Friendship with Kurt Cobain, spats with Liam Gallagher and a brutal chronicle of addiction … the Screaming Trees singer’s candid memoir
In 1992, on a tour bus heading to Canada, the American singer Mark Lanegan felt a tightness in the crook of his arm. By the time he reached Quebec, his arm had swollen to twice its normal size. Already an alcoholic, Lanegan – known to friends as “Old Scratch”, the pseudonym for the devil – had developed a ferocious heroin habit and would regularly share needles. In hospital he was diagnosed with a blood infection and given intravenous antibiotics. Using a pen, a doctor drew a line around the inflamed area which stretched from his shoulder to his wrist and told him: “I’m gonna come back in 12 hours. If the redness has gone outside the line, I’m afraid we’re going to have to amputate your arm at the shoulder.” Eight torturous days later, the swelling had subsided and Lanegan was discharged, his arm still intact. “Not for one moment did it cross my mind that I had done this to myself,” he writes in Sing Backwards and Weep. And so the next day he resumed shooting up.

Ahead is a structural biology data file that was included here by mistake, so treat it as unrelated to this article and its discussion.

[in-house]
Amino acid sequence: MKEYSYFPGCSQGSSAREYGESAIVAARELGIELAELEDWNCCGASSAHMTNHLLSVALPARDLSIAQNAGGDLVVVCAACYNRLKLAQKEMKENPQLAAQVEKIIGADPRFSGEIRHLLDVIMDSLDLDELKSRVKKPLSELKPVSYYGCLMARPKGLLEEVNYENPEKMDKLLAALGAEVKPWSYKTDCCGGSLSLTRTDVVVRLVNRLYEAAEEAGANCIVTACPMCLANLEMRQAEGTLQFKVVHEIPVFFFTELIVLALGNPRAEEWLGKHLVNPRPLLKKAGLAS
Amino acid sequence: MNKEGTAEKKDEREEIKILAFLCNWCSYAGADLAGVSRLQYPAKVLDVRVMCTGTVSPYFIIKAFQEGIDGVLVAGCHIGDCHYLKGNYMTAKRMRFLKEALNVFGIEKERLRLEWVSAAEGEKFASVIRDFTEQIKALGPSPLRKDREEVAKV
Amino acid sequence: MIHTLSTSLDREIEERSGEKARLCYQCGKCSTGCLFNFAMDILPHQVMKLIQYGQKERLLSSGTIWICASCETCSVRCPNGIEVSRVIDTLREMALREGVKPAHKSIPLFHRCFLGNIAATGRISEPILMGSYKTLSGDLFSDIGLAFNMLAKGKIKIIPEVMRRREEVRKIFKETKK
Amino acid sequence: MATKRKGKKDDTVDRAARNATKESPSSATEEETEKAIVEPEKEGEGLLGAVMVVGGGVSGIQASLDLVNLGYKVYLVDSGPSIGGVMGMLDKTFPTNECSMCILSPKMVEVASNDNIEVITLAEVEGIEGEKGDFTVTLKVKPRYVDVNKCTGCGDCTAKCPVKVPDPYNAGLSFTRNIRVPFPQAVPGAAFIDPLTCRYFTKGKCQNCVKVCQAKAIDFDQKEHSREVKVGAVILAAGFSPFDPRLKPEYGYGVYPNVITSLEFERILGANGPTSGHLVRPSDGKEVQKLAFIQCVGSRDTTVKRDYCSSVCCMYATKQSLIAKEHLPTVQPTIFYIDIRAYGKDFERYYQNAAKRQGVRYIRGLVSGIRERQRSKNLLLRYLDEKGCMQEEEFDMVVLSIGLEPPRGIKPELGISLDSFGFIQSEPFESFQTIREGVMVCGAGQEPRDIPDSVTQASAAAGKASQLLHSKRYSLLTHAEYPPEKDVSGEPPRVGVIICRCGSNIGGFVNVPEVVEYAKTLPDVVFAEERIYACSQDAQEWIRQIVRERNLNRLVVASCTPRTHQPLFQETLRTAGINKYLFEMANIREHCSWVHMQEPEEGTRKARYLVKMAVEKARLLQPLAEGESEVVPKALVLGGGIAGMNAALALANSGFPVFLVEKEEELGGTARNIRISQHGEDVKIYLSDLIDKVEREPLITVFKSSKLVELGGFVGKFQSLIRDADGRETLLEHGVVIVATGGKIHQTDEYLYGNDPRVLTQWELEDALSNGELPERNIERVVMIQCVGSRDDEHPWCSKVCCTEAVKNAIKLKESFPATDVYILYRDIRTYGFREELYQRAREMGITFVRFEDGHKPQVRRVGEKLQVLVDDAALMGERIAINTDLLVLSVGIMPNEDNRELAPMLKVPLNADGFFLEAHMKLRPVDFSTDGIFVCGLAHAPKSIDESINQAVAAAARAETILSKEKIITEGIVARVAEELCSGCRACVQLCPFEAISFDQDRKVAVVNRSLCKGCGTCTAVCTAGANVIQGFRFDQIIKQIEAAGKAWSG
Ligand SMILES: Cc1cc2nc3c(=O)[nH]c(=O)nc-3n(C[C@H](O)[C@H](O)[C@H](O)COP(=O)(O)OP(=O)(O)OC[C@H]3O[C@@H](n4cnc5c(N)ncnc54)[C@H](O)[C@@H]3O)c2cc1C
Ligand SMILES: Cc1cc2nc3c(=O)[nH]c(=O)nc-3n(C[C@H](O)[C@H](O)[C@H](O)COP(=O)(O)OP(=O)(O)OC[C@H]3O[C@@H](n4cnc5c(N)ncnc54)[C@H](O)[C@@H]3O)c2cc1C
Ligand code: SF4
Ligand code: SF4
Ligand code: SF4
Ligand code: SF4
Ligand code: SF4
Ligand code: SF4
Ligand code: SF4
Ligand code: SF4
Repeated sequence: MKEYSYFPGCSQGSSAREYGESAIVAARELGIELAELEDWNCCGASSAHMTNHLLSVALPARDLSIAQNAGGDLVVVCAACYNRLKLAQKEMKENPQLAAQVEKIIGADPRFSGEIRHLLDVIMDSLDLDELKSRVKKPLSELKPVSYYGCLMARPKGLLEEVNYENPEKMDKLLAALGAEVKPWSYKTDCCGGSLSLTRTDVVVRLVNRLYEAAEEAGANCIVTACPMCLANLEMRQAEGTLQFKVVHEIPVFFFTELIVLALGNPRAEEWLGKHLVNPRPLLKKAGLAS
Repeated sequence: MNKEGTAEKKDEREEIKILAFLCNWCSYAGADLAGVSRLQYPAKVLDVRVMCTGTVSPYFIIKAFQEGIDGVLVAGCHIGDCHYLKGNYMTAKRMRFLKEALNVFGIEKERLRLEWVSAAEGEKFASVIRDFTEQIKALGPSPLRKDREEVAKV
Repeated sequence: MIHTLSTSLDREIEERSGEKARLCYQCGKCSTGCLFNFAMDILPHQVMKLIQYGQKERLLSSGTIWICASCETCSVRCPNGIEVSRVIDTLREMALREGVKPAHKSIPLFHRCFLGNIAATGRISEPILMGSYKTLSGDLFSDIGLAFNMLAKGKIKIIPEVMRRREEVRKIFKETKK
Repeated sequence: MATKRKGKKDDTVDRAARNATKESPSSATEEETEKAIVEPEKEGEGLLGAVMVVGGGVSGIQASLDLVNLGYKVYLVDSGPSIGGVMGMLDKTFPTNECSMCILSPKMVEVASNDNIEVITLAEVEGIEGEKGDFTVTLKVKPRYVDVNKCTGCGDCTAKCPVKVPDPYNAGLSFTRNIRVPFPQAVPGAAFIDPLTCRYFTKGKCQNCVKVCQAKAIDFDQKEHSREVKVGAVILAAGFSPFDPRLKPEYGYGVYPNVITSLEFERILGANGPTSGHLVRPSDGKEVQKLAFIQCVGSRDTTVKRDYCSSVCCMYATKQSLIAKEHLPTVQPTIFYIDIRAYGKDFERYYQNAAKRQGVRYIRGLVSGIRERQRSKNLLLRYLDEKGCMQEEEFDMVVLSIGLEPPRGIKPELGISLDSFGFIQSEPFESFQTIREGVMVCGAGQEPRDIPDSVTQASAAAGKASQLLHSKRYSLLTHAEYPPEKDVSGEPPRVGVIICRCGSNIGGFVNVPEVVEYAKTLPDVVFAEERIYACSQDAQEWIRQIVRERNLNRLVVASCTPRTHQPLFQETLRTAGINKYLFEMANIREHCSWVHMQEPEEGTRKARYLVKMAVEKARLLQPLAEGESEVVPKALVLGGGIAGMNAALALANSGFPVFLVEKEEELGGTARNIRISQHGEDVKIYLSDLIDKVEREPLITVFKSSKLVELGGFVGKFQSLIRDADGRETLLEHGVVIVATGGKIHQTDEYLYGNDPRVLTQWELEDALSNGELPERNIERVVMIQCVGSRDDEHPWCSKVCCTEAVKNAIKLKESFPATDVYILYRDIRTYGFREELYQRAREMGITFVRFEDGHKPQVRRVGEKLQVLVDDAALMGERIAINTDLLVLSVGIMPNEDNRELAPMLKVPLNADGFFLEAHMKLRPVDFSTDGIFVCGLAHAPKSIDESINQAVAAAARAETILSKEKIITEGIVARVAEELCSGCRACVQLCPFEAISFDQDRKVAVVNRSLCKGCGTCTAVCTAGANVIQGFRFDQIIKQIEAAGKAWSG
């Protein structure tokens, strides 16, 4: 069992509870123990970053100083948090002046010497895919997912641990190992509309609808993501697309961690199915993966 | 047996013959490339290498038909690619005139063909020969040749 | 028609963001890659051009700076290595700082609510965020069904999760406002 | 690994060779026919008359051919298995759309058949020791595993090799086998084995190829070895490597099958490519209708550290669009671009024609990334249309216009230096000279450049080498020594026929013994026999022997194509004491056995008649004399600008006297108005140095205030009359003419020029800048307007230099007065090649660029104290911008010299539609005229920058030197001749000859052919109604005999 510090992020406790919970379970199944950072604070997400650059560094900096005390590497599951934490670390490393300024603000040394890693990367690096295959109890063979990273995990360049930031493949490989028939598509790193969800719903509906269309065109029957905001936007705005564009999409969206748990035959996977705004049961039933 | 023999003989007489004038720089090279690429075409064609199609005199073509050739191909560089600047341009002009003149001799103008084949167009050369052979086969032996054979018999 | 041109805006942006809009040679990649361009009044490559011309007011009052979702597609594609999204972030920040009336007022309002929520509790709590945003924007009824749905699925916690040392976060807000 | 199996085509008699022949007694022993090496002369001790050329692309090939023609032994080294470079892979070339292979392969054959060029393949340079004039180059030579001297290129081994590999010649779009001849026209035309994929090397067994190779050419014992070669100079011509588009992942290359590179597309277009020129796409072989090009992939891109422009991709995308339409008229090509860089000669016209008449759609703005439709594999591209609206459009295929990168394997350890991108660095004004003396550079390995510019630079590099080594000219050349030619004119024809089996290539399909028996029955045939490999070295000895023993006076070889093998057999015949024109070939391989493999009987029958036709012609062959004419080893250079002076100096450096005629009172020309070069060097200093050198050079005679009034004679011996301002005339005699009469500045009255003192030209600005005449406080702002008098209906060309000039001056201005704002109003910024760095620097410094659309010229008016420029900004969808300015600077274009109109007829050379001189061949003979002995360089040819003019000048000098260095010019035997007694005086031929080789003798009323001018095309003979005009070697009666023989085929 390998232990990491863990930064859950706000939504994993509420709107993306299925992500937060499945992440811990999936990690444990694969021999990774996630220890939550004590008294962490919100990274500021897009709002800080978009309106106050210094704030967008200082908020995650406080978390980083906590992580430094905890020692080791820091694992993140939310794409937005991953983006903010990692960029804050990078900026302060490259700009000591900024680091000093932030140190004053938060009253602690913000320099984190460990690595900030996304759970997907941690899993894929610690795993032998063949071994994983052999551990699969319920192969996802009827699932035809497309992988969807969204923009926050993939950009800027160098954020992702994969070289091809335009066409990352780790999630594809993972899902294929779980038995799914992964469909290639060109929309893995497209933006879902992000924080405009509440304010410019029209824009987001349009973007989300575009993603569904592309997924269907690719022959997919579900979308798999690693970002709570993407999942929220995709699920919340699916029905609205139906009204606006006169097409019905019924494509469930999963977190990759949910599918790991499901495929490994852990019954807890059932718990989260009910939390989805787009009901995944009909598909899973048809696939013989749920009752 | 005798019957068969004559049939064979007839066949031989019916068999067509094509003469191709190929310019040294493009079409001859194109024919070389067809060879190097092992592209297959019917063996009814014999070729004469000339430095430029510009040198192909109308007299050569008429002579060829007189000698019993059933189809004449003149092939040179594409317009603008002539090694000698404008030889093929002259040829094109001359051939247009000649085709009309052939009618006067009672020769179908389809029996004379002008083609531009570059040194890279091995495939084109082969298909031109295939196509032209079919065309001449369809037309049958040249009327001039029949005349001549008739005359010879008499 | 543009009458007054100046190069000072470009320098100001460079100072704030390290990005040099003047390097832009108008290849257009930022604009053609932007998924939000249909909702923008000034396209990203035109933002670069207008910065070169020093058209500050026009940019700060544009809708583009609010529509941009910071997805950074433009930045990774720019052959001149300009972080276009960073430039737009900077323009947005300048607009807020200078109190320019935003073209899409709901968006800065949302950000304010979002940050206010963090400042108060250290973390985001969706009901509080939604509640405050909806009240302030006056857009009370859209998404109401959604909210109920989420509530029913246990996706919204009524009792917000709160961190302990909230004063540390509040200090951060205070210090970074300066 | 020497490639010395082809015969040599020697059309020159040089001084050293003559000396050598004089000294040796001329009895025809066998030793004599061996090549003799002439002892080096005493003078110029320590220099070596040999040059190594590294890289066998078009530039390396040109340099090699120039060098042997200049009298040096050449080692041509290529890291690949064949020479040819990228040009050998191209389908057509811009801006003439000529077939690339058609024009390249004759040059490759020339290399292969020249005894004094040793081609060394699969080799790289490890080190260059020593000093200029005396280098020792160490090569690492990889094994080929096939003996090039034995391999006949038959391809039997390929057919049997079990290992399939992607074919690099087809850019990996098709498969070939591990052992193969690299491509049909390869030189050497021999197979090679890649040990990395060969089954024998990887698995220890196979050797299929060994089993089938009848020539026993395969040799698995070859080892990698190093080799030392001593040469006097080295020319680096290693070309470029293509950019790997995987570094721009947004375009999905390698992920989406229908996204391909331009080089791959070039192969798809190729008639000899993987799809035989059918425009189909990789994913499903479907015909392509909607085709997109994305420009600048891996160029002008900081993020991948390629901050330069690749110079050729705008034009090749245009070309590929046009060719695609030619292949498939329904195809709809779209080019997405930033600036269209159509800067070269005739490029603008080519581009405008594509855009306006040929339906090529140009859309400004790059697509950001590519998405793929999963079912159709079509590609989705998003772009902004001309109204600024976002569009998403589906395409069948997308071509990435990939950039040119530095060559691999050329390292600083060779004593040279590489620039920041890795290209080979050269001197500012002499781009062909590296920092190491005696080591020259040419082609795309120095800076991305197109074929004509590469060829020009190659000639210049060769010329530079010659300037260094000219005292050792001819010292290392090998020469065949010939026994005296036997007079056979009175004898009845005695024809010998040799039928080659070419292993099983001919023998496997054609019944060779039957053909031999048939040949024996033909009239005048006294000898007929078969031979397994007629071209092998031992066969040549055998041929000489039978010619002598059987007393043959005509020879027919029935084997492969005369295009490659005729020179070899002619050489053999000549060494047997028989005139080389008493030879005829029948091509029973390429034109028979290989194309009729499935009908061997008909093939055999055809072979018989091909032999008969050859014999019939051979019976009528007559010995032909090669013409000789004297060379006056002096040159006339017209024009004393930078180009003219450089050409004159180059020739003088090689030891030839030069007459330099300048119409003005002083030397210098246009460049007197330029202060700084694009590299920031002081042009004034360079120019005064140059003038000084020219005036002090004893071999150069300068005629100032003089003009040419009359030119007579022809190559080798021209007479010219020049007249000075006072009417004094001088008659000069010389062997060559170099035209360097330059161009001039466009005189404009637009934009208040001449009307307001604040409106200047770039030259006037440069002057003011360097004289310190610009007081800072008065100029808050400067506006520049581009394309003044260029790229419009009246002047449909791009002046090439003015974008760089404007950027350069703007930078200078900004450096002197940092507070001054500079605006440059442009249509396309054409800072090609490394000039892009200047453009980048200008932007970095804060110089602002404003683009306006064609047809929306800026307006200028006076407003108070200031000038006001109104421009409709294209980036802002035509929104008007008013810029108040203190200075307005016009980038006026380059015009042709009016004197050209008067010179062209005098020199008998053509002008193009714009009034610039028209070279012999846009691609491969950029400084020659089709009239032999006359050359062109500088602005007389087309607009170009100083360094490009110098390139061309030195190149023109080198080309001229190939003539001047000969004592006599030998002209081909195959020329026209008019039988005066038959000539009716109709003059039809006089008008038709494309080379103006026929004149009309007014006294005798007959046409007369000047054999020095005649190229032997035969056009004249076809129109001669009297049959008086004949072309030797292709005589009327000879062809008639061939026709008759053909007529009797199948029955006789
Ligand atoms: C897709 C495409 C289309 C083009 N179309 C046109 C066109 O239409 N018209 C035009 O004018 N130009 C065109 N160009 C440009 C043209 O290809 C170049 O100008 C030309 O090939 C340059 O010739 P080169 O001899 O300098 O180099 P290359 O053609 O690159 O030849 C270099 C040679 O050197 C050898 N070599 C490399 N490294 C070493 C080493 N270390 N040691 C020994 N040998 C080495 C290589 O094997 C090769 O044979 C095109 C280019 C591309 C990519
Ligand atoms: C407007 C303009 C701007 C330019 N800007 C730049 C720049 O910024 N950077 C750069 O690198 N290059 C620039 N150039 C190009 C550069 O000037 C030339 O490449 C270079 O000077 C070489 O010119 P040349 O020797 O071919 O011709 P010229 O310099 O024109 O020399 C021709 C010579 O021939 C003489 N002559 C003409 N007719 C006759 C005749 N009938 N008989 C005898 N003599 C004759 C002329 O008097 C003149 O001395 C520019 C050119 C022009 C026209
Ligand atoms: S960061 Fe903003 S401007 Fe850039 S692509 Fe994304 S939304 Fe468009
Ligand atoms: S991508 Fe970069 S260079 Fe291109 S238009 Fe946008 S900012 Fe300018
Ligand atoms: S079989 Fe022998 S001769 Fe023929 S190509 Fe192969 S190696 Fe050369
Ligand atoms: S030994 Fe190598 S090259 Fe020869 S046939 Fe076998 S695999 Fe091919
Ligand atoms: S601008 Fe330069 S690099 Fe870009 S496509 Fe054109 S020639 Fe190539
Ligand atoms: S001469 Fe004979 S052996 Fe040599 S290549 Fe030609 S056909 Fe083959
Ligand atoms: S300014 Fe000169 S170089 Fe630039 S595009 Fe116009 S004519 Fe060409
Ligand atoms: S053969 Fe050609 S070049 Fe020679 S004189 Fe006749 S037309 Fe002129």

Rock memoirs are traditionally full of myth-building and depravity, but Lanegan’s account of his tenure in the proto-grunge quartet Screaming Trees sidesteps the myth-building and rushes headlong into grand guignol scenes of degradation and self-abuse. Rare in its rawness and candour, the book is a brutal chronicle of addiction that began aged 12 when Lanegan was “reviled as a town drunk before I could even legally drink”, and continued into his 20s when he branched out into heroin and crack.